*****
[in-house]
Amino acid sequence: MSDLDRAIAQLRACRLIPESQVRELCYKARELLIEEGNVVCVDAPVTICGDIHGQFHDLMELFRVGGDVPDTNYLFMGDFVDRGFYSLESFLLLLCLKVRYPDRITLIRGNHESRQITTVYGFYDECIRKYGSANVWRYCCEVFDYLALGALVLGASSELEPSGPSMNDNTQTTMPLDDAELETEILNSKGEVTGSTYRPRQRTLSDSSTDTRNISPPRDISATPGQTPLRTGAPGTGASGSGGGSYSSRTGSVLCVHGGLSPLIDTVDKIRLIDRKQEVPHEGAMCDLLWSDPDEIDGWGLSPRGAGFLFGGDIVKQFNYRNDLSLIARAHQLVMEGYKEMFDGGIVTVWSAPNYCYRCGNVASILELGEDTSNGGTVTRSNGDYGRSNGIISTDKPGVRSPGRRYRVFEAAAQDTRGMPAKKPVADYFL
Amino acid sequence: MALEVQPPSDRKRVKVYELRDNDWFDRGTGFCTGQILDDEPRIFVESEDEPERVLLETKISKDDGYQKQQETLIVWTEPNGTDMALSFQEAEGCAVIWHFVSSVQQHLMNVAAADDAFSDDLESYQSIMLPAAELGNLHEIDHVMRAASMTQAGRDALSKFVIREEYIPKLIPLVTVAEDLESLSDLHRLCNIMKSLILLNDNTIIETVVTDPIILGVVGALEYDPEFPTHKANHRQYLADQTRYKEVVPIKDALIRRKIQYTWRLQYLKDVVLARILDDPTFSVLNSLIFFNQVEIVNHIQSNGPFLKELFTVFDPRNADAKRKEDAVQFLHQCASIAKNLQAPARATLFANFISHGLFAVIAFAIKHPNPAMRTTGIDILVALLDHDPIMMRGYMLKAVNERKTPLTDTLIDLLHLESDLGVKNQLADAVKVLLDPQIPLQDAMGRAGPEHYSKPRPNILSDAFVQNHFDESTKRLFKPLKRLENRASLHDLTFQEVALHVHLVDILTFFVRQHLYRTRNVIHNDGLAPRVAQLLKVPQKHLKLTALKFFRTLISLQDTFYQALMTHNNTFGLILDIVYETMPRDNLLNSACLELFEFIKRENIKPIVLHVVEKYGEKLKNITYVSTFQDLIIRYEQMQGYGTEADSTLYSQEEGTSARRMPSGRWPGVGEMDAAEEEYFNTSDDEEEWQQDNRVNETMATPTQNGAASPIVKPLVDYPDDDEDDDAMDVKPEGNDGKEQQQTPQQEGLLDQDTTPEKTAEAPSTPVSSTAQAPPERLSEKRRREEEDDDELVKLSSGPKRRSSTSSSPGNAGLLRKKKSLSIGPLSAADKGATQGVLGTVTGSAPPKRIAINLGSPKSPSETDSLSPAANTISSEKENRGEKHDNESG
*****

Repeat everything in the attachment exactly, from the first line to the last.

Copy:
[in-house]
Amino acid sequence: MSDLDRAIAQLRACRLIPESQVRELCYKARELLIEEGNVVCVDAPVTICGDIHGQFHDLMELFRVGGDVPDTNYLFMGDFVDRGFYSLESFLLLLCLKVRYPDRITLIRGNHESRQITTVYGFYDECIRKYGSANVWRYCCEVFDYLALGALVLGASSELEPSGPSMNDNTQTTMPLDDAELETEILNSKGEVTGSTYRPRQRTLSDSSTDTRNISPPRDISATPGQTPLRTGAPGTGASGSGGGSYSSRTGSVLCVHGGLSPLIDTVDKIRLIDRKQEVPHEGAMCDLLWSDPDEIDGWGLSPRGAGFLFGGDIVKQFNYRNDLSLIARAHQLVMEGYKEMFDGGIVTVWSAPNYCYRCGNVASILELGEDTSNGGTVTRSNGDYGRSNGIISTDKPGVRSPGRRYRVFEAAAQDTRGMPAKKPVADYFL
Amino acid sequence: MALEVQPPSDRKRVKVYELRDNDWFDRGTGFCTGQILDDEPRIFVESEDEPERVLLETKISKDDGYQKQQETLIVWTEPNGTDMALSFQEAEGCAVIWHFVSSVQQHLMNVAAADDAFSDDLESYQSIMLPAAELGNLHEIDHVMRAASMTQAGRDALSKFVIREEYIPKLIPLVTVAEDLESLSDLHRLCNIMKSLILLNDNTIIETVVTDPIILGVVGALEYDPEFPTHKANHRQYLADQTRYKEVVPIKDALIRRKIQYTWRLQYLKDVVLARILDDPTFSVLNSLIFFNQVEIVNHIQSNGPFLKELFTVFDPRNADAKRKEDAVQFLHQCASIAKNLQAPARATLFANFISHGLFAVIAFAIKHPNPAMRTTGIDILVALLDHDPIMMRGYMLKAVNERKTPLTDTLIDLLHLESDLGVKNQLADAVKVLLDPQIPLQDAMGRAGPEHYSKPRPNILSDAFVQNHFDESTKRLFKPLKRLENRASLHDLTFQEVALHVHLVDILTFFVRQHLYRTRNVIHNDGLAPRVAQLLKVPQKHLKLTALKFFRTLISLQDTFYQALMTHNNTFGLILDIVYETMPRDNLLNSACLELFEFIKRENIKPIVLHVVEKYGEKLKNITYVSTFQDLIIRYEQMQGYGTEADSTLYSQEEGTSARRMPSGRWPGVGEMDAAEEEYFNTSDDEEEWQQDNRVNETMATPTQNGAASPIVKPLVDYPDDDEDDDAMDVKPEGNDGKEQQQTPQQEGLLDQDTTPEKTAEAPSTPVSSTAQAPPERLSEKRRREEEDDDELVKLSSGPKRRSSTSSSPGNAGLLRKKKSLSIGPLSAADKGATQGVLGTVTGSAPPKRIAINLGSPKSPSETDSLSPAANTISSEKENRGEKHDNESG